Citation: Journal of Hydrometeorology 14, 2; 10.1175/JHM-D-12-0101.1

Figure 15 and Table 1 highlight changes in SWE at selected SNOTEL sites across the southwestern United States during the 6-day period of active weather between 18 and 23 January. All sites show increases due to snow accumulation and/or absorption of rain by the existing snowpack, and these increases occurred primarily during the intense AR between 20 and 22 January. The largest gains in SWE were focused in Arizona (140–234 mm), with lesser but still noteworthy gains occurring in the neighboring states of Utah (28–180 mm), New Mexico (23–160 mm), and Colorado (18–165 mm). To place these results into seasonal hydrological context, the SWE observations are also expressed as a percentage of the maximum SWE during water year 2010 (WY2010; which was abnormally snowy across the desert Southwest). In Arizona, the 6-day gains represented 31%–44% of the maximum SWE. The percentages generally decreased with increasing distance from Arizona, thus revealing a lessening influence of the AR deeper into the interior of the continent. Near Colorado’s San Juan Mountains, large increases in SWE (i.e., >100 mm) represented only moderate percentages of the water-year maximum because the San Juans typically receive substantial seasonal snowfall. The water-year percentage at East Willow Creek, Utah (EWC; 26%), was much larger than neighboring sites and suggests the importance of water vapor channeling up the Colorado River basin. The SWE results presented here for the interior southwestern United States mirror those described in Neiman et al. (2008b) and Guan et al. (2012), which show significant contributions to the snowpack in California’s Sierra Nevada by landfalling ARs.

Fig. 15.
Fig. 15.

Terrain base map showing daily data from selected SNOTEL sites for the period 18–23 Jan 2010: absolute magnitude of the 6-day changes in SWE (mm; numerical values only) and 6-day changes as a percentage of maximum SWE for WY2010 (color coded, see scale). The three-letter station names are given. These data are based on local time (add 7 h to convert to UTC). The location of Phoenix (PHX) is marked.

Citation: Journal of Hydrometeorology 14, 2; 10.1175/JHM-D-12-0101.1

Table 1.

A list of selected SNOTEL sites, locations, elevations, 6-day changes in SWE from 18 through 23 Jan 2010, 6-day changes in SWE as a percent of maximum SWE for WY2010, and maximum SWE for WY2010.

Table 1.

In response to the heavy precipitation and high melting levels, and given that the two earlier ARs moistened the soil, near-record 2-day runoff occurred from the coastal mountains of Southern California to Arizona to southwest New Mexico (Fig. 16a). The ranked analysis in Fig. 16a requires at least 25 Januarys of daily records at gauges residing downstream of unregulated channels. Despite the fact that Arizona has comparatively few such gauges, the flooding signal is still apparent, with Wet Bottom Creek (WBC) receiving the January flood of record and Verde River (VRT) and Salt River (SRR) experiencing January floods in the top 1%. Six key gauges that received high-rank floods (see station names in Fig. 16a) range in altitude from 618 to 1658 m MSL, and the basin areas above these sites vary by more than two orders of magnitude, from 94 to 14 224 km2 (Table 2). In contrast, the maximum flows spanned only approximately one order of magnitude, from 207 m3 s−1 in the small basin at WBC to 2499 m3 s−1 in the much larger basin at SRR, because the larger basins extend to high elevations where snow fell during part of the storm and/or rain was absorbed by the existing substantial snowpack. The local hydrogeology may have also played a role in these differences, although, generally, the entire Mogollon Rim region is characterized by low-permeability bedrock with relatively thin soils (Stonestrom et al. 2007), factors that tend to enhance rapid runoff from storms. The AR-influenced spike in flow at these six gauges is readily apparent in Figs. 16b–g and represents the largest daily flows for water year 2010. Following the spike, a broad springtime period of enhanced snowmelt-induced flows was observed, except at the small, low-elevation gauge at WBC. The physical processes associated with flooding during this inland-penetrating AR event also typically contribute to flooding during the landfall of ARs in the mountainous terrain along the west coasts of the United States and the United Kingdom (e.g., Dettinger 2004; Ralph et al. 2006, 2011; Dettinger et al. 2011; Lavers et al. 2011; Neiman et al. 2011).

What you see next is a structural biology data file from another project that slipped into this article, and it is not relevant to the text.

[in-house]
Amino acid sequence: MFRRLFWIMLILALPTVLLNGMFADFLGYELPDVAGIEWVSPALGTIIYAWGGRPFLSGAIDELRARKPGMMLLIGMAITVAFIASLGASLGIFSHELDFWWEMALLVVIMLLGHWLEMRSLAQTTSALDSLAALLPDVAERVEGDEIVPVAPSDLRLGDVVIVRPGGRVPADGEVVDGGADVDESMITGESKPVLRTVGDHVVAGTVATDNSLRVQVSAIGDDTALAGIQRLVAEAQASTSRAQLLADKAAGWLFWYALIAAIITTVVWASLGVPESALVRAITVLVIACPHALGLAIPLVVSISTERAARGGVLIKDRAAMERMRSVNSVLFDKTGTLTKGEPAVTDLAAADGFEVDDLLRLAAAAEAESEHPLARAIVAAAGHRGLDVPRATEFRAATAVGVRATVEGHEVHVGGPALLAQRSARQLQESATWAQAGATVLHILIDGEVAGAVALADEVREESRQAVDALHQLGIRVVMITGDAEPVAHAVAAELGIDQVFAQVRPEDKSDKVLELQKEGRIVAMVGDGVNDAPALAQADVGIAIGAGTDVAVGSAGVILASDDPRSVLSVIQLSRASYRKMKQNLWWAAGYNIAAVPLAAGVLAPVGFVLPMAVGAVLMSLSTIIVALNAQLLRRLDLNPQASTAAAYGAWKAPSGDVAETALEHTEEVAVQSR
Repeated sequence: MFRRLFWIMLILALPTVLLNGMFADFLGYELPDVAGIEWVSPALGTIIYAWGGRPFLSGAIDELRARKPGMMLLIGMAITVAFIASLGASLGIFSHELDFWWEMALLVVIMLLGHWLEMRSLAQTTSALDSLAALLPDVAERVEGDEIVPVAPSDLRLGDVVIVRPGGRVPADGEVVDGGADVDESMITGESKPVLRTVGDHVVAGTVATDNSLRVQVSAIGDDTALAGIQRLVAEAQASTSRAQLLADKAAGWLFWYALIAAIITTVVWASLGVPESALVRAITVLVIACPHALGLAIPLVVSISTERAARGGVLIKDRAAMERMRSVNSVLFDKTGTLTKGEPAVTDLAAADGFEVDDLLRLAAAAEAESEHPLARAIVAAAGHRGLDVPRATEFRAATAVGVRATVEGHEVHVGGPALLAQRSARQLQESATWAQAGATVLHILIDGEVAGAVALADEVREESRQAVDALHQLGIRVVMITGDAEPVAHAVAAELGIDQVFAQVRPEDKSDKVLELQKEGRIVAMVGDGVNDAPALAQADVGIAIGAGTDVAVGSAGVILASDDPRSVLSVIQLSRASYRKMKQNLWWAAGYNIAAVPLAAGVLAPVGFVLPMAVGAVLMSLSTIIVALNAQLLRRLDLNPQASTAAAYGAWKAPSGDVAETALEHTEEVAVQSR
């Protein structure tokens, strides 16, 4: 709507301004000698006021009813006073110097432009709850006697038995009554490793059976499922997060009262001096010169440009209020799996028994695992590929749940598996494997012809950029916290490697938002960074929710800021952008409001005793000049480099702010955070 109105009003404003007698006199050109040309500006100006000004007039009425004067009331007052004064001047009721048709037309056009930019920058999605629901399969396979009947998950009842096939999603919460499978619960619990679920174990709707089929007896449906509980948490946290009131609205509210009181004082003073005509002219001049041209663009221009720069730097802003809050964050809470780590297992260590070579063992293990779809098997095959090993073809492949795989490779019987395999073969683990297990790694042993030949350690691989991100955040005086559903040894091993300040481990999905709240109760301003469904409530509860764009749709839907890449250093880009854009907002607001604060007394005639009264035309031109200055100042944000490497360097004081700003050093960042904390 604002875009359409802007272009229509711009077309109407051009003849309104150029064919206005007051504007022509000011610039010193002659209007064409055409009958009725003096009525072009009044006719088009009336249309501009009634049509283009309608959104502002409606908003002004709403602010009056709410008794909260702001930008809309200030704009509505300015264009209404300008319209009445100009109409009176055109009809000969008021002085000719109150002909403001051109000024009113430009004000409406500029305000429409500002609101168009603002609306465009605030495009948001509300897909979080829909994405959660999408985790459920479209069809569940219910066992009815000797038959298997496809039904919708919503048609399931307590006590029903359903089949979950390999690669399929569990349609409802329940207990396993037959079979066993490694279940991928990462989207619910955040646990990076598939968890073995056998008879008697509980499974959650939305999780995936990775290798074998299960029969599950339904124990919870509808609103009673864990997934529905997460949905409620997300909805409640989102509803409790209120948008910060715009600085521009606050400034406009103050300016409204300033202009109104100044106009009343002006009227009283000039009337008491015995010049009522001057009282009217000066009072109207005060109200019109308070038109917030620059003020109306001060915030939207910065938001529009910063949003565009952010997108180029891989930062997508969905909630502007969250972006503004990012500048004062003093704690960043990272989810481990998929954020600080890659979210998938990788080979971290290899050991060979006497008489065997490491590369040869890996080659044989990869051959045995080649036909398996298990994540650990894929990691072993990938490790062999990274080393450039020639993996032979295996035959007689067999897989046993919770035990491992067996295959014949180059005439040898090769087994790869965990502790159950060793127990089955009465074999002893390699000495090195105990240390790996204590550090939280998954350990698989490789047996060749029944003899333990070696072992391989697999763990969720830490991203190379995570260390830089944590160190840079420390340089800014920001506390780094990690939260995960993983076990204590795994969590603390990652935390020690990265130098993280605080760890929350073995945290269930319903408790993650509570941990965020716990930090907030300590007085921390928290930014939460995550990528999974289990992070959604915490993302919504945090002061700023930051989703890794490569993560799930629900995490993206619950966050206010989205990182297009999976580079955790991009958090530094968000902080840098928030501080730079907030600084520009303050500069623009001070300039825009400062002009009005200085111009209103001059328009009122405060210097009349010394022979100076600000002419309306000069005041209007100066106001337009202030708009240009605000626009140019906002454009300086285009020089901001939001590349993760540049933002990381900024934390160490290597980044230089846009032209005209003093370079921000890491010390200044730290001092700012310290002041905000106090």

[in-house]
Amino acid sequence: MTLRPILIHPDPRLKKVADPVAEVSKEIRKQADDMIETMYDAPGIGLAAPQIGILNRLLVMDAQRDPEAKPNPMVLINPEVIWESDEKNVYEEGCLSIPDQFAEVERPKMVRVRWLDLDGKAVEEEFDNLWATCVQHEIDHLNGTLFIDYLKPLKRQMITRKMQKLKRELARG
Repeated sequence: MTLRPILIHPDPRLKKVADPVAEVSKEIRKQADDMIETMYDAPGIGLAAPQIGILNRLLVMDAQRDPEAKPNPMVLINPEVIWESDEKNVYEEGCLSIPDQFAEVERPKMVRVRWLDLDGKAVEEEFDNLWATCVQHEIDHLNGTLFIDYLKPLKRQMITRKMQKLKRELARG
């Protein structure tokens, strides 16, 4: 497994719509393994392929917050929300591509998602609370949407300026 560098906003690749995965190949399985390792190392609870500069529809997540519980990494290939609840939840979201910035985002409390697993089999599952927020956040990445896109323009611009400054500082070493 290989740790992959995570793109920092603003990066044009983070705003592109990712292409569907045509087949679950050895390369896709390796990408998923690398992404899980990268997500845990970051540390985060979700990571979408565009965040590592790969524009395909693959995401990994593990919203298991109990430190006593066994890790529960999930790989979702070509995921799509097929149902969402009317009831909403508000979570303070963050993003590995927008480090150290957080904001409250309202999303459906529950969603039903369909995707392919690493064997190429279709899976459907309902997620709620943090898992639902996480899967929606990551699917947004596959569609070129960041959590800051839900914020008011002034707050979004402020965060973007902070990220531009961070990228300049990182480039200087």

Fig. 16.
Fig. 16.

(a) Ranking of daily (local time) unregulated streamflows on 21–22 Jan 2010 (percentile; color-coded, see scale) relative to all available January pairs of days between 1901 and 2009 for those gauges having recorded data for ≥25 Januarys. Time series of ~15-min-resolution streamflow (m3 s−1; log scale, except at WBC, where the base flow was 0) for the period 1 Jan to 1 Jun 2010 at (b) WBC, (c) VRT, (d) SRR, (e) SFR, (f) MCC, and (g) GRG. (See Table 2 for full location names.)

Citation: Journal of Hydrometeorology 14, 2; 10.1175/JHM-D-12-0101.1

Table 2.

A list of selected USGS stream gauge sites, locations, elevations, basin areas, ~15-min resolution magnitudes with date and time of maximum flow for the AR of 21–22 Jan. 2010, and the rank (percentile) among all January pairs of days (1901–2009) of streamflow on 21–22 Jan 2010. The listed gauges are on unregulated channels with ≥25 Januarys of record.